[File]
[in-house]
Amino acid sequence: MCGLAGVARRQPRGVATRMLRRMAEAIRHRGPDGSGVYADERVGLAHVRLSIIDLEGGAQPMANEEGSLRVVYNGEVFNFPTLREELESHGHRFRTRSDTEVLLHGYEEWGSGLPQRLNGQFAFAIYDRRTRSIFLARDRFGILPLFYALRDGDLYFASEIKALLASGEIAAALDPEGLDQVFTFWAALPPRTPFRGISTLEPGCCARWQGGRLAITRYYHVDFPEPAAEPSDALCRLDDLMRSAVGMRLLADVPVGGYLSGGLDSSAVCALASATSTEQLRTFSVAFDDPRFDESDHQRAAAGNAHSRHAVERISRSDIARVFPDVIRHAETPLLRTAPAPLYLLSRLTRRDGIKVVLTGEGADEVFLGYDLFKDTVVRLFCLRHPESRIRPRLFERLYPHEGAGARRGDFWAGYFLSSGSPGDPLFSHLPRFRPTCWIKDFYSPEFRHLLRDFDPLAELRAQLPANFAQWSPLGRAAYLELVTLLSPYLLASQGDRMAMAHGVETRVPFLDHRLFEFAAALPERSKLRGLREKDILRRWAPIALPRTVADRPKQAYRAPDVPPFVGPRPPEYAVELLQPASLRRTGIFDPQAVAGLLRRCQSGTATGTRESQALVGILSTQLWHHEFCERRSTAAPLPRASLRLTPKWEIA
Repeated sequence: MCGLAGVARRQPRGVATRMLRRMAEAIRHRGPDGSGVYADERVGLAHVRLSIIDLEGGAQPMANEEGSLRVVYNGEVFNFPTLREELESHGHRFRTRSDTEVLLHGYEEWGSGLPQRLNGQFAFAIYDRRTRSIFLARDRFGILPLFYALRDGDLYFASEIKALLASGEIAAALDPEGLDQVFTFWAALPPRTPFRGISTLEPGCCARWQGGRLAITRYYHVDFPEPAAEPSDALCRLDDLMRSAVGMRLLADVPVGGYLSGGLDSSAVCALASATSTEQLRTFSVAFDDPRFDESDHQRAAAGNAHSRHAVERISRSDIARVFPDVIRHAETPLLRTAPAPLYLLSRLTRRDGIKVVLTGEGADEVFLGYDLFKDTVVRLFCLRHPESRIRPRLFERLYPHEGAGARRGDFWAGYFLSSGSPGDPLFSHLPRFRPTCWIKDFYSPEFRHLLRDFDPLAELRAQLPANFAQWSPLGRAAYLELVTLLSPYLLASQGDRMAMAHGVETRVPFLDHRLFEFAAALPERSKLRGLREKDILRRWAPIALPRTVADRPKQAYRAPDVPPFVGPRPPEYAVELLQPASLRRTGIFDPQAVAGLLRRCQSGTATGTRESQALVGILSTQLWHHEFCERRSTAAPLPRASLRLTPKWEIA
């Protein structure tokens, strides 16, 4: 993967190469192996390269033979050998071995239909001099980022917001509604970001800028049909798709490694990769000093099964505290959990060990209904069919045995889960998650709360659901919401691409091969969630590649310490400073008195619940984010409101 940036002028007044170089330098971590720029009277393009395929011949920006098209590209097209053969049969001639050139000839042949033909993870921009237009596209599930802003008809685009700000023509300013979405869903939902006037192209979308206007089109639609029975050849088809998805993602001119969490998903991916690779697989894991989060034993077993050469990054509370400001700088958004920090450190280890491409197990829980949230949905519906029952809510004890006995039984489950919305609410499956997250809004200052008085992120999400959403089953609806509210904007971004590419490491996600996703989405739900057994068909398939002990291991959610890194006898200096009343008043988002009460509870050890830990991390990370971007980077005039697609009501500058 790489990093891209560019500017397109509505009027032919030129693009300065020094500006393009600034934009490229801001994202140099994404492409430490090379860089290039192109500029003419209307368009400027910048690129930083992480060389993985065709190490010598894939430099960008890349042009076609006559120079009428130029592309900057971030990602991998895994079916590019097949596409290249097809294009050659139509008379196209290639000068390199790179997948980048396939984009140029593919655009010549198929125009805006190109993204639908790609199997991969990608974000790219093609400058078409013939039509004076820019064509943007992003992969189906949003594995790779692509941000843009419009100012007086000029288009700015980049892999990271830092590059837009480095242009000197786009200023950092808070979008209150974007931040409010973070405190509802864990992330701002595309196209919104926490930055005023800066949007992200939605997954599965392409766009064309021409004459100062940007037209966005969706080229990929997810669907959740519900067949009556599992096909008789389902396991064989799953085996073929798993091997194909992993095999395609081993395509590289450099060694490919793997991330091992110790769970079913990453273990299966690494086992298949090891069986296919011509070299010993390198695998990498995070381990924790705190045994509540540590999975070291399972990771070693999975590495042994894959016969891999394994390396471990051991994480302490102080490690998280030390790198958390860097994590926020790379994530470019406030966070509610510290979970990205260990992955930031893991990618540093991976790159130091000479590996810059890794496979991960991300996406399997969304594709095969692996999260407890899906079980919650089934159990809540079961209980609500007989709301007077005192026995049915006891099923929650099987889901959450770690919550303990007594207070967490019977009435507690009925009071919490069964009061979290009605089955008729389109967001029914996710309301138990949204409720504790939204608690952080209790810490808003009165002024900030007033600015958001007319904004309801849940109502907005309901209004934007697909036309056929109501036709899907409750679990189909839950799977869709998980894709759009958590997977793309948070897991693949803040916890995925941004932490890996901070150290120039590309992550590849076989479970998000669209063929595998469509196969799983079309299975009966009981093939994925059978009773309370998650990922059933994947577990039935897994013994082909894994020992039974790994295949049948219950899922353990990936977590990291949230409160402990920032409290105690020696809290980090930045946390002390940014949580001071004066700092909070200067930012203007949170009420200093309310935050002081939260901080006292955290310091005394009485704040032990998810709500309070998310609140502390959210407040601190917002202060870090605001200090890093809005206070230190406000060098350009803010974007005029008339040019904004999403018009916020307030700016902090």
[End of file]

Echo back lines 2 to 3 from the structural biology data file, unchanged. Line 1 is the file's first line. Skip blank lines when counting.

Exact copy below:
Amino acid sequence: MCGLAGVARRQPRGVATRMLRRMAEAIRHRGPDGSGVYADERVGLAHVRLSIIDLEGGAQPMANEEGSLRVVYNGEVFNFPTLREELESHGHRFRTRSDTEVLLHGYEEWGSGLPQRLNGQFAFAIYDRRTRSIFLARDRFGILPLFYALRDGDLYFASEIKALLASGEIAAALDPEGLDQVFTFWAALPPRTPFRGISTLEPGCCARWQGGRLAITRYYHVDFPEPAAEPSDALCRLDDLMRSAVGMRLLADVPVGGYLSGGLDSSAVCALASATSTEQLRTFSVAFDDPRFDESDHQRAAAGNAHSRHAVERISRSDIARVFPDVIRHAETPLLRTAPAPLYLLSRLTRRDGIKVVLTGEGADEVFLGYDLFKDTVVRLFCLRHPESRIRPRLFERLYPHEGAGARRGDFWAGYFLSSGSPGDPLFSHLPRFRPTCWIKDFYSPEFRHLLRDFDPLAELRAQLPANFAQWSPLGRAAYLELVTLLSPYLLASQGDRMAMAHGVETRVPFLDHRLFEFAAALPERSKLRGLREKDILRRWAPIALPRTVADRPKQAYRAPDVPPFVGPRPPEYAVELLQPASLRRTGIFDPQAVAGLLRRCQSGTATGTRESQALVGILSTQLWHHEFCERRSTAAPLPRASLRLTPKWEIA
Repeated sequence: MCGLAGVARRQPRGVATRMLRRMAEAIRHRGPDGSGVYADERVGLAHVRLSIIDLEGGAQPMANEEGSLRVVYNGEVFNFPTLREELESHGHRFRTRSDTEVLLHGYEEWGSGLPQRLNGQFAFAIYDRRTRSIFLARDRFGILPLFYALRDGDLYFASEIKALLASGEIAAALDPEGLDQVFTFWAALPPRTPFRGISTLEPGCCARWQGGRLAITRYYHVDFPEPAAEPSDALCRLDDLMRSAVGMRLLADVPVGGYLSGGLDSSAVCALASATSTEQLRTFSVAFDDPRFDESDHQRAAAGNAHSRHAVERISRSDIARVFPDVIRHAETPLLRTAPAPLYLLSRLTRRDGIKVVLTGEGADEVFLGYDLFKDTVVRLFCLRHPESRIRPRLFERLYPHEGAGARRGDFWAGYFLSSGSPGDPLFSHLPRFRPTCWIKDFYSPEFRHLLRDFDPLAELRAQLPANFAQWSPLGRAAYLELVTLLSPYLLASQGDRMAMAHGVETRVPFLDHRLFEFAAALPERSKLRGLREKDILRRWAPIALPRTVADRPKQAYRAPDVPPFVGPRPPEYAVELLQPASLRRTGIFDPQAVAGLLRRCQSGTATGTRESQALVGILSTQLWHHEFCERRSTAAPLPRASLRLTPKWEIA